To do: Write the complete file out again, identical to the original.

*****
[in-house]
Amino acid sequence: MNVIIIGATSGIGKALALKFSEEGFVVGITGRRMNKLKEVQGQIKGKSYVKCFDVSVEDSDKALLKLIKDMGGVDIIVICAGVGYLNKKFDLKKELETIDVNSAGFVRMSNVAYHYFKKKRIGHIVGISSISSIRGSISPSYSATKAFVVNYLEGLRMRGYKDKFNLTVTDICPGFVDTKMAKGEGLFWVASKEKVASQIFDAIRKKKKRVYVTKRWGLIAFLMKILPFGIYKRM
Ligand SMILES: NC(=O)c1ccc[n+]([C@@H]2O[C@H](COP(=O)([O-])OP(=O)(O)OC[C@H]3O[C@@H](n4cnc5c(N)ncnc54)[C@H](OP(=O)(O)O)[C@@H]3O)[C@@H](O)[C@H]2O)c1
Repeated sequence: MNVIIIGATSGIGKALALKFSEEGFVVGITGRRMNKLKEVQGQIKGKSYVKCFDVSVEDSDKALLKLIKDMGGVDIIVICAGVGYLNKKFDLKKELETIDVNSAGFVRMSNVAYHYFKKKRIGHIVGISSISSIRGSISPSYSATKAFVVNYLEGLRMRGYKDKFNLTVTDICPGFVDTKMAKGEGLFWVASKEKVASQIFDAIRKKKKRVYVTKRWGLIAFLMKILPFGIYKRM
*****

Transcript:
[in-house]
Amino acid sequence: MNVIIIGATSGIGKALALKFSEEGFVVGITGRRMNKLKEVQGQIKGKSYVKCFDVSVEDSDKALLKLIKDMGGVDIIVICAGVGYLNKKFDLKKELETIDVNSAGFVRMSNVAYHYFKKKRIGHIVGISSISSIRGSISPSYSATKAFVVNYLEGLRMRGYKDKFNLTVTDICPGFVDTKMAKGEGLFWVASKEKVASQIFDAIRKKKKRVYVTKRWGLIAFLMKILPFGIYKRM
Ligand SMILES: NC(=O)c1ccc[n+]([C@@H]2O[C@H](COP(=O)([O-])OP(=O)(O)OC[C@H]3O[C@@H](n4cnc5c(N)ncnc54)[C@H](OP(=O)(O)O)[C@@H]3O)[C@@H](O)[C@H]2O)c1
Repeated sequence: MNVIIIGATSGIGKALALKFSEEGFVVGITGRRMNKLKEVQGQIKGKSYVKCFDVSVEDSDKALLKLIKDMGGVDIIVICAGVGYLNKKFDLKKELETIDVNSAGFVRMSNVAYHYFKKKRIGHIVGISSISSIRGSISPSYSATKAFVVNYLEGLRMRGYKDKFNLTVTDICPGFVDTKMAKGEGLFWVASKEKVASQIFDAIRKKKKRVYVTKRWGLIAFLMKILPFGIYKRM